What was your first camera?
Canon Rebel, a film one. I don’t remember the exact model.
What kind of photography gear are you currently using?
I made the switch to Sony earlier this year. I still have a few Canon lenses, but mostly Sony at this point.
Is there a piece of gear you can’t live without?
Oh, that would have to be my Canon 35mm f/1.4 lens. Sony doesn’t really have an equivalent to this lens yet, so I’m still using it. But I just love this focal length. I want to shoot an entire Braves game with that lens.
Have you bought used gear before? Thoughts on buying used vs. new?
I buy lots of used gear (and I’m not just saying that because you guys are interviewing me). The only time I buy new is when I want a warranty, and the price difference between used and new doesn’t justify buying used.
Can you talk a little bit about your involvement in ATL Photo Night and the local community of photographers?
Sure, I love talking about the community we’ve created with ATLPN. Myself and Ray Jones, another independent photographer here in Atlanta, started ATL Photo Night in 2016 with the goal of investigating the creative process through conversation. It’s a monthly interview-style artist talk, where we get a peek behind the curtain of the creative process. We’re interested in what the photographer was thinking for a particular photograph or project, how they approach subjects, what they do to keep themselves creative in a very competitive industry.
What’s blown us away is just how hungry people were for something like this. Turnout routinely goes over 100, and our attendees come from all walks. It’s so great seeing people who aren’t even photographers show up just because they’re interested in that photographer’s work or the creative process in general.
What kind of assignment would you love to shoot, given the opportunity?
There’s a couple that I would really like to document. The first is the World Series, which I’m hoping will come true this October! Another is one of the two major political party national conventions (RNC or DNC), which is basically the Super Bowl of politics.
Are there any specific photographers or images that inspired you?
Yes for sure. As for photographers, Walter Iooss Jr., Doug Mills, Neil Leifer, Gordon Parks, Michael Williamson, Dan Winters and Greg Foster top my list. I could go on and on about each of them and what they’ve meant to me in my career.
So many images have inspired me over the years, and I would say that some of Parks images’ from the South during the 1950s are some of the most gripping I’ve seen. And Iooss’ photographs, particularly his portraits, of Michael Jordan during the 1990s are absolutely incredible.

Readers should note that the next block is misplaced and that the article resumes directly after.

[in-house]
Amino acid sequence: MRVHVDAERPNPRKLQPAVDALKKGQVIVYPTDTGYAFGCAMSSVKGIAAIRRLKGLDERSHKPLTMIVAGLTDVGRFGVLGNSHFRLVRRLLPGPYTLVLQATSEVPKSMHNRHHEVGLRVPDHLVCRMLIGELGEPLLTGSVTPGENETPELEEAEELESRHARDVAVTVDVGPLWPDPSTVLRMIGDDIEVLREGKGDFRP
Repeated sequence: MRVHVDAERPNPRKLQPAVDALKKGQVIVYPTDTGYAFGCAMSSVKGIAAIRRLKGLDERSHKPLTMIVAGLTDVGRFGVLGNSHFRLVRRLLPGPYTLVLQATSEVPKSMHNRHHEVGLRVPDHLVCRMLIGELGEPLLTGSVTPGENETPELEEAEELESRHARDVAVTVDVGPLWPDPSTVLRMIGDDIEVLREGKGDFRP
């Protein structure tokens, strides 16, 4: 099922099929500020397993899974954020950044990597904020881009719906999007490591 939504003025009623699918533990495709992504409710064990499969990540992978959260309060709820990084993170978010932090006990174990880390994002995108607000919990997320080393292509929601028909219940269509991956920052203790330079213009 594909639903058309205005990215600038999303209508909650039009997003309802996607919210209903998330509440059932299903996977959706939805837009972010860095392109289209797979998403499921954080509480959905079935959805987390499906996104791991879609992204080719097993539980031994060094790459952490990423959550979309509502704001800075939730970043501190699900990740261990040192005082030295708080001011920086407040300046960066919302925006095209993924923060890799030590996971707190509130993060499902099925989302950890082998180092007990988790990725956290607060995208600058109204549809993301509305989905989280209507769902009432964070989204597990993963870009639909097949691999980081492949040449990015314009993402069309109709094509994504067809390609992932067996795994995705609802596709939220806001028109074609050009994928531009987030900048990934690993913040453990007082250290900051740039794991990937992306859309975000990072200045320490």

Leifer’s mesmerizing photograph of Muhammad Ali standing over Sonny Liston is perhaps the one image that has inspired me the most. What most people don’t know is that photograph was shot on strobes (which I installed a lot of when I was an SI assistant) and a medium format camera. That means that Leifer had only one shot to get that photo—not a motor drive of multiple images. By looking at the photograph, it seems like Ali is standing over him for an eternity, taunting him. But if you watch the video, it’s a very quick movement that Ali makes with his arm. It’s just incredible that Leifer got that image, in focus (no auto focus in 1964) and with one shot. I get cold chills when I think about it.
Any advice to someone who wants to follow in your footsteps?
Professionally, my biggest piece of advice is to be dependable and consistent with clients. A mediocre photographer can be very successful in this freelance world if he or she is always on time, delivers images the client asks for, and does it with a smile. Staying in business has to come first for the dream to happen.
Creatively, I say to make images for yourself, whenever possible. Sometimes, there’s only enough time or the logistics only allow for the images the client wants. But every chance I get, I make images that I want, but only after I’ve gotten what I was sent to do. And many times, the images I make end up being used anyway. The best assignments are when my creative vision aligns with the client wants.
Expanding on staying creative, I will say that working on personal projects can really feed the soul. It’s such an amazing experience to shoot something knowing that there’s no editor to please, no time constraints to worry with, only me, my camera, and the story.
The last thing I would say, is when photographing something where there are many photographers, go where they aren’t as much as you can. Following the pack only gets you the same images as everyone else.